The Importance of Being Ernesto

Elaine laughed as she finished putting on make up at the bathroom mirror. “Oh my, I’d go broke buying all the cosmetics I’d need to repair this old face. There was a time, Corazon, when I was a pearl and the world was my oyster, but alas. Now it’s just ‘oy’!”

Elaine turned from the mirror and walked to a lounge chair in her bedroom. She was wearing an elegant dressing gown and had her gray hair swept up behind her head. The manicured fingers of her veined and splotched hands now gracefully laced themselves on a knee.

Corazon was changing the linens as Elaine watched. “I had another idea last night for a story Corazon. I really must tell it. Are you familiar with Che Guevara?”

“Revolutionary wasn’t he?” replied Corazon as she pulled off a pillow case.

“Yes, and a handsome one, very dashing and dangerous.” said Elaine. “My second husband and I met him one day shortly after he and Fidel and Camilo and the others threw out Bautista. We’d met Bautista too once, but he lacked the charm of those crazy revolutionaries. Once upon a time, Havana was the Las Vegas of the Caribbean, wild and fun, and we used to vacation there in the winters. That husband was sort of wild and fun too, although when it came to business, he was quite serious. Anyway, he loved to go fishing down there, and that’s when we met Papa too. You’ve read Hemingway haven’t you Corazon?”

“No ma’am, but didn’t he kill himself?”

“Yes, and that’s part of the story. It’s going to be called ‘The Importance of Being Ernesto.’ Have you read Oscar Wilde?”

“No ma’am, but wasn’t he a homosexual?”

“Yes, but that’s not part of the story. In Wilde’s play neither man is actually earnest or named Ernest, but in mine they both are and both are famous. The story takes place on the day of the big sport fishing contest that Hemingway used to put on down there. He was like my husband you know, he wasn’t afraid of the revolution, in fact, we were kind of swept up in the romance of it all. Anyway, in the play each of the fake Earnests gets a girl, but in my story, it’s a love triangle, there’s only one girl and neither Ernesto gets her. Perhaps because they are not earnest, but they were you know, both very serious. Wait, that’s it, you’ve got it. Maybe they were like Oscar Wilde – gay!” Elaine exclaimed. She paused thoughtfully, putting a finger on her lips.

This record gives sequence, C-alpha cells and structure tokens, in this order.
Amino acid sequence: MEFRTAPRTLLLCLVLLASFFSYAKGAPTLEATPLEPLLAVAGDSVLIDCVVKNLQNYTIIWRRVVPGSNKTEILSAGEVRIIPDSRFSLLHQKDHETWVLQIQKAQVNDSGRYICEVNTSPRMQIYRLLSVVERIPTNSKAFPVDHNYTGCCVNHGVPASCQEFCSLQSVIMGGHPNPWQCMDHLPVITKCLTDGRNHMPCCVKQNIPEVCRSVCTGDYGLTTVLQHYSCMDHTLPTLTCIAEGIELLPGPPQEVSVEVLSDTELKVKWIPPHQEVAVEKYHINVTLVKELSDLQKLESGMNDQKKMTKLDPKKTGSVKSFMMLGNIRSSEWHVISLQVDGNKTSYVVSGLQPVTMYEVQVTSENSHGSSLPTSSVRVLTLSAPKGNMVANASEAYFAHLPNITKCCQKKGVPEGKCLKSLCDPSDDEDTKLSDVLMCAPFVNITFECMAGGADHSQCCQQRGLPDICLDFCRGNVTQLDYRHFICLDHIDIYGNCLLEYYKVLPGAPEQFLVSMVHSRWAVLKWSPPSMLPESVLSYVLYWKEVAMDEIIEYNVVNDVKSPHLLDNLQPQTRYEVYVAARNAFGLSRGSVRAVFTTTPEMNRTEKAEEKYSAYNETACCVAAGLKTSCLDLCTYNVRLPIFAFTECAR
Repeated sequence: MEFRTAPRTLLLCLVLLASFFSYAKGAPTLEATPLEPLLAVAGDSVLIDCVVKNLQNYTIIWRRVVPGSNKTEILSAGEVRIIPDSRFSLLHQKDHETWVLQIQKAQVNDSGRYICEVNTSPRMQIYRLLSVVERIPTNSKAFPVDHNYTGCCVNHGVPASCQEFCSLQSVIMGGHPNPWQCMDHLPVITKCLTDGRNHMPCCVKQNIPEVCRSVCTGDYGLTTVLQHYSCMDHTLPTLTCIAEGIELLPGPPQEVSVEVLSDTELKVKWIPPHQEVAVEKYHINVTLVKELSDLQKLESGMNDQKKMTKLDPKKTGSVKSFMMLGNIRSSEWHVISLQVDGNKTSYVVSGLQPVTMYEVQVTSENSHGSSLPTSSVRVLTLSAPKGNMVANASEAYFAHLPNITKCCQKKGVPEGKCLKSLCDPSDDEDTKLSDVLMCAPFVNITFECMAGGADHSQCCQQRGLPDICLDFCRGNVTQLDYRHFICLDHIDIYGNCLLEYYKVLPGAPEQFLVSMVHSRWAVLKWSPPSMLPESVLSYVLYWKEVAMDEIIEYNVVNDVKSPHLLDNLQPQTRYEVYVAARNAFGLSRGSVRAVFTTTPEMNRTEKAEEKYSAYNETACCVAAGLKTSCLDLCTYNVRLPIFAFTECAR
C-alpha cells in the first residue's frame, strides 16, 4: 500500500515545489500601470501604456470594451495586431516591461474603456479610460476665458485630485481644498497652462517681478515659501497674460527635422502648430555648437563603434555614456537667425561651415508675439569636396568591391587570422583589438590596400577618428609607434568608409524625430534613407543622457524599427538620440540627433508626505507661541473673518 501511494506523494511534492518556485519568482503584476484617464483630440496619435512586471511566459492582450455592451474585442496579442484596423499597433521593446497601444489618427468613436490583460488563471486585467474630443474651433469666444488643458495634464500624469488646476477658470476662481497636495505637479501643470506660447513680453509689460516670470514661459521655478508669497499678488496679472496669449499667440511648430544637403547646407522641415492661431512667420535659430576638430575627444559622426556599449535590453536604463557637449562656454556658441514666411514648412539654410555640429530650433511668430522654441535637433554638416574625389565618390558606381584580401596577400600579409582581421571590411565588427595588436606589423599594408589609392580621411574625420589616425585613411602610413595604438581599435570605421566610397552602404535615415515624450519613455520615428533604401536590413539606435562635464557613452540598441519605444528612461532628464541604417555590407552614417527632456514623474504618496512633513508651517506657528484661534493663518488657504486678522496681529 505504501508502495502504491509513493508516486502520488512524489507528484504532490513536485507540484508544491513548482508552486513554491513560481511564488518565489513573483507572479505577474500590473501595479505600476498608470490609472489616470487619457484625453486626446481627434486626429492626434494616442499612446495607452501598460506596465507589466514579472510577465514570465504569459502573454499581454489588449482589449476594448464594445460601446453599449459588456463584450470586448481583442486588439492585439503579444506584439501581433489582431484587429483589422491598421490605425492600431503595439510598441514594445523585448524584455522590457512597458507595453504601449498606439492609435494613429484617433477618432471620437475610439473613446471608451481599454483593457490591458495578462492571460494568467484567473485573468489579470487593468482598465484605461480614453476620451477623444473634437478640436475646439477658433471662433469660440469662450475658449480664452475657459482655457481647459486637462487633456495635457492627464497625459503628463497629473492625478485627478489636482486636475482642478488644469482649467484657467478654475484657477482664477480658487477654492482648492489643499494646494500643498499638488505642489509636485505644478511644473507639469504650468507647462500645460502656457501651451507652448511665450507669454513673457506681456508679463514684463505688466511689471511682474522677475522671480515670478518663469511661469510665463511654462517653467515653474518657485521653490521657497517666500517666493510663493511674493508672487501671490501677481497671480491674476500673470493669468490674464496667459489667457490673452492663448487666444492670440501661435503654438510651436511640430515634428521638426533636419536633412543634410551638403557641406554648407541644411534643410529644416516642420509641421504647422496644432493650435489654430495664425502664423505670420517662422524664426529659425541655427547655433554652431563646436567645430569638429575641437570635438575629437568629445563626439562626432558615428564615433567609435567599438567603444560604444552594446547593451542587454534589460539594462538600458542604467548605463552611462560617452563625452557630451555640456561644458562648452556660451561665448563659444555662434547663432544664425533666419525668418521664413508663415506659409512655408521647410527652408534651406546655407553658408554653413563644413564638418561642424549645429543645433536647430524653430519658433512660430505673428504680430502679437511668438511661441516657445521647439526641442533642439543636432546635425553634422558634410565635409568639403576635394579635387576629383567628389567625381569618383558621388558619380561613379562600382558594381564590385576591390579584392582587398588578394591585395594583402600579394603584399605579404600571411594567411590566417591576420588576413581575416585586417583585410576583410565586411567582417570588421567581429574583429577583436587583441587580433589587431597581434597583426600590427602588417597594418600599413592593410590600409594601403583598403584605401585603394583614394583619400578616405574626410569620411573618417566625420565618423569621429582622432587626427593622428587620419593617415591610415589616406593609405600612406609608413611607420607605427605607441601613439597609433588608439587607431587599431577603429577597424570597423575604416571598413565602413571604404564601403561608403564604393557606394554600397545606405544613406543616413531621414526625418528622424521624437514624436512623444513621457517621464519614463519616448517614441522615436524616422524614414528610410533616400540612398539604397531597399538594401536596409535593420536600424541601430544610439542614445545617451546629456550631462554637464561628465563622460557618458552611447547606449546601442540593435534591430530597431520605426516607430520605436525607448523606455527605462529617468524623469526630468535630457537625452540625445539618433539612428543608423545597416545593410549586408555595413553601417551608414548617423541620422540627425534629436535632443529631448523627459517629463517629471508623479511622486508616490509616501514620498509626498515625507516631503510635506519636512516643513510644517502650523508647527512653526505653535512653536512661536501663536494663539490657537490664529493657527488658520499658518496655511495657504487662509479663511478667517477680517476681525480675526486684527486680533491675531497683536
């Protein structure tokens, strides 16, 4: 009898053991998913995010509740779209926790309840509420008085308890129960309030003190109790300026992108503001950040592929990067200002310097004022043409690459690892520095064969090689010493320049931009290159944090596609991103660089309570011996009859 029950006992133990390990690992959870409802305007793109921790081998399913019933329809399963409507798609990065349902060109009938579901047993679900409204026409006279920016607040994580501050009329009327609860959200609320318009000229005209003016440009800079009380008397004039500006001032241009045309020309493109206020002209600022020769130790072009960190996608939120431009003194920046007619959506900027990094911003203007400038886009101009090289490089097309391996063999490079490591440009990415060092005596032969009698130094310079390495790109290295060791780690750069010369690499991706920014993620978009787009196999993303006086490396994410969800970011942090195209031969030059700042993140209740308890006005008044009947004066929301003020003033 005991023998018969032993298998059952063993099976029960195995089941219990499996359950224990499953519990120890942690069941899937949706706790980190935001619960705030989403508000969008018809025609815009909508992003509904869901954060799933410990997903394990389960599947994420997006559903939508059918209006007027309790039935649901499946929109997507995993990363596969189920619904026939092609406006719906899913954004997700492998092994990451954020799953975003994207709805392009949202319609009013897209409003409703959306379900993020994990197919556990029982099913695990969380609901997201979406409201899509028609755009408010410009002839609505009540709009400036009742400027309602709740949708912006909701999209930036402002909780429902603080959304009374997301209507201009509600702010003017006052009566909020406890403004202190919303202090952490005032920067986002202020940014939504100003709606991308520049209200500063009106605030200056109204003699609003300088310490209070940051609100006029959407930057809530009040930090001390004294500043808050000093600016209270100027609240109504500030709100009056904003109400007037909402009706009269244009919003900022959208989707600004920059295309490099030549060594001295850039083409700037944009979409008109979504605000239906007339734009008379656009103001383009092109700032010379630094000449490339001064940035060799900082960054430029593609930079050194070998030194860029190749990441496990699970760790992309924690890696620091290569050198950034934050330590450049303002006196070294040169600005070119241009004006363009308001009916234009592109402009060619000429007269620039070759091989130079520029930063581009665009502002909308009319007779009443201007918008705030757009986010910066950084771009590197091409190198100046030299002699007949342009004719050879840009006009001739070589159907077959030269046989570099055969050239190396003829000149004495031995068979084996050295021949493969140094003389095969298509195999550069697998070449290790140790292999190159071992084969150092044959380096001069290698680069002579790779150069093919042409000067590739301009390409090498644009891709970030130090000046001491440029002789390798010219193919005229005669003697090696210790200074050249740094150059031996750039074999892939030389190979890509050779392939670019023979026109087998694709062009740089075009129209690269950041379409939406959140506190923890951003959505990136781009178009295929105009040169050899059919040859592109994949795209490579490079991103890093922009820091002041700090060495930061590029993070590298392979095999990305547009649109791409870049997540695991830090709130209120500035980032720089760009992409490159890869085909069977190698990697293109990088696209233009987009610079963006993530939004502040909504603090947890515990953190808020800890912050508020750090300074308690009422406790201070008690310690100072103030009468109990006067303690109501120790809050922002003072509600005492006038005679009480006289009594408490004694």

“Well, maybe, we’ll make it ambiguous, you know, to add that aura of mystery. In any case, they were distracted, and of course they both had wives and children and all. Anyway, the young woman, a revolutionary herself, tough, but gorgeous in a dangerous way – sort of like Che – she is drawn to them both. They both had swagger, charisma, machismo. I’ve got to figure out how to get Che to speak Spanish the way Hemingway wrote English. Anyway, they’re all at the marina in Havana on the morning of the fishing contest and she can’t decide whose yacht to get on. At the last minute, instead of considering the importance of being earnest, she’s drawn to the importance of loyalty, and she stays on the dock with Fidel, fidelity, get it?”

“I’m not sure I do Miss Elaine, but I’m sure it will be a wonderful story,” Corazon replied as she tucked in the sheet and threw on a blanket.

“Actually, it’s a tragedy, but it’s calm and there’s a young man and an old man and the sea. Che hops over onto Papa’s boat when they are way out on the water. It could have happened, nobody knows it didn’t, who’s the wiser? So they have a conversation about fishing and politics, about writing and adventure. They argue about socialism and capitalism, was Jesus a communist, and who is the hero – the bull or the bullfighter? We hear about Hemingway’s driving through Europe and Che’s driving through South America. We hear about lying and truth, life and death, dirty motorcycles and clean, well-lighted places. Terse dialogue, cucumber sandwiches, the real and the imaginary. They would discuss Bumby and Bunburying; Hadley and Haydee, or was it Hilda?, their respective exploits in Africa, and how to be cruel. They would compare notes on the time Guevara invited Hemingway to see executions of Cubans who allegedly did not support the revolution, a kind of Cuban version of Death in the Afternoon. It would be a hypothetical meeting of minds – that might have actually happened – and who’s to say it didn’t?

So they’re out there on the water, they’re having this conversation, and then one Ernest asks the other Ernesto for a diagnosis. You know Che was a medical doctor, and Papa had lot of health problems. He’d been punctured and burned, battered and bruised, had crashed in cars and airplanes, and was probably getting way too much sun that day. So they compare their scars, Che advises Papa on his myriad ailments, and then they talk about how to die and how to die a good death. Papa talks about killing animals, Che talks about killing people. They talk about friends and enemies they know who have died, who died well, and who did not.

Neither of them catches a marlin, then Papa goes back to Idaho to shoot himself, and Che eventually goes to Bolivia to get shot by someone else, and Fidel remains loyal only to his men – so maybe he is the homosexual? And our heroine, let’s call her Consuelo, I love that name. She, she marries several men in not-so-rapid succession and winds up in an old folks home regaling the help with tales of her adventures. What do you think mi Corazon, my heart?”

“Another masterpiece ma’am. I need to go change another bed. Is there anything else I can get for you?”

“Yes, a facelift, or maybe a gun. Is it too early for cocktails my dear?”

“Perhaps you should have lunch first.” Corazon smiled, and walked out of the room.

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